Lives in the Yiddish Theatre


Harris Feinberg


Born in Neishtat Shervint (Władysławów ), Suwalki region, Poland, to poor parents. Father -- a non-professional cantor. At the age of fourteen, he immigrated to England, settled in Manchester with his father, but not seeing any purpose, decided to take up a job and became a tailor of raincoats. A short time later he dervust against a Yiddish club, where actors (Lazar Jacobowitz, Shraga, Fishman, Max Rosenthal, Rudolf Marks et al) were acting in theatre, in the beginning was an errand boy for them, then entered into the chorus, and then was teh club closed, he went out to London, and here he again found a club (direction -- Smith), where he joined in and acted with Jacob P. Adler, and remained there acting. After the fire of December 1886, most of the actors went to America, and the remaining, among them F., went away to Leeds, where they began again to act in Yiddish theatre in a club. Two years later F., became through the directors Flash and Yarikhovski returned back to work in London, in Weincourt Club, where he had the possibility to perform in prominent roles. When the club closed, F. acted with various troupes with various opportunities, until the actors Charles Nathanson, Jacob Silber and Sam Wallerstein came to America, until it managed to get the "Standard" Theatre, but only for matinee performances.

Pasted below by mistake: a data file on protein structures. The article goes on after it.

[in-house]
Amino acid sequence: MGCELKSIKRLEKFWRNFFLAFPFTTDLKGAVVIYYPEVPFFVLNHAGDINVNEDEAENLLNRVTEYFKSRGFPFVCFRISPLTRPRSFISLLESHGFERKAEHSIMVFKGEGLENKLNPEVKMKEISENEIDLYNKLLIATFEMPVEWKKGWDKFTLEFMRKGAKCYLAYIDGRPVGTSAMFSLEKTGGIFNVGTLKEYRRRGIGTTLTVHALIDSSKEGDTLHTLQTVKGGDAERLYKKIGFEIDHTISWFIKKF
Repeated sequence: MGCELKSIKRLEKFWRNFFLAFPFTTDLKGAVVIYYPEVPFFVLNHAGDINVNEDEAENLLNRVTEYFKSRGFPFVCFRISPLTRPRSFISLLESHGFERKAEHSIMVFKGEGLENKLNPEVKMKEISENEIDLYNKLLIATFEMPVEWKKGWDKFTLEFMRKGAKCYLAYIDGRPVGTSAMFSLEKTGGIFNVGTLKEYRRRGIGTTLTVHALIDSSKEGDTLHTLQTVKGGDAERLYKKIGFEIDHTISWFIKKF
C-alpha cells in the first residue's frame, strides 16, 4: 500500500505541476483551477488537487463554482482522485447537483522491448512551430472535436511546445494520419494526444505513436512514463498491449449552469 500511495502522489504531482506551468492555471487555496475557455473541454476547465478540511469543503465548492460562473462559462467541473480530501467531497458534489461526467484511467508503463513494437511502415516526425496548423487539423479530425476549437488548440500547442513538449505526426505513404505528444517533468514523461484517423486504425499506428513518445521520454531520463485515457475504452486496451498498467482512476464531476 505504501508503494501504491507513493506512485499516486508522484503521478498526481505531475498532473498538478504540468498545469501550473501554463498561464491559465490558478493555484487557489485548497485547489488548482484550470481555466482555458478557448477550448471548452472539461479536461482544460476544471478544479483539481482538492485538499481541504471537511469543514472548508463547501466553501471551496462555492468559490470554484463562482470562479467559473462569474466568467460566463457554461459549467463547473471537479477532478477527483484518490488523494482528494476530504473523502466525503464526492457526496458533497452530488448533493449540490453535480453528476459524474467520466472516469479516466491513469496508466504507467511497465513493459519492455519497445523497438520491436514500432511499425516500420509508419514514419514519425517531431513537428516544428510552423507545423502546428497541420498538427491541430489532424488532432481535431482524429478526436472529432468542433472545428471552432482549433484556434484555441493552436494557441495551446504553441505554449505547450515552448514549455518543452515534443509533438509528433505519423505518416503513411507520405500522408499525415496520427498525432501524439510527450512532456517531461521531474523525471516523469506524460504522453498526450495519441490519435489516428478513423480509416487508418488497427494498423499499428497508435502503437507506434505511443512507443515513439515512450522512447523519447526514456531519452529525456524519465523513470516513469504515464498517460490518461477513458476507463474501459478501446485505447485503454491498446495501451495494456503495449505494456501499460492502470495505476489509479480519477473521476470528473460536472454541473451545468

F. from then on the opportunity to not only act in London with all of the actors and guest-starring actors, but he also acted in South Africa, Paris and Belgium.

photo: Poster for the first Yiddish productions in England.


F. passed away in London.

Morris Meyer characterized him as such:

"Harris Feinberg had in his youth acted first in dramatic roles. He possessed dense ament and expressions of emotion, but I had felt in him a wider culture. He also had committed this error, that he used a strong look, that had quickly transformed his voice organ. In the later years, he had only acted in roles of older Jews".

Sh. E.

  • Morris Meyer -- "Idish teater in london", London, 1942, p. 326.






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Adapted from the original Yiddish text found within the  "Lexicon of the Yiddish Theatre" by Zalmen Zylbercweig, Volume 6, page 5101.

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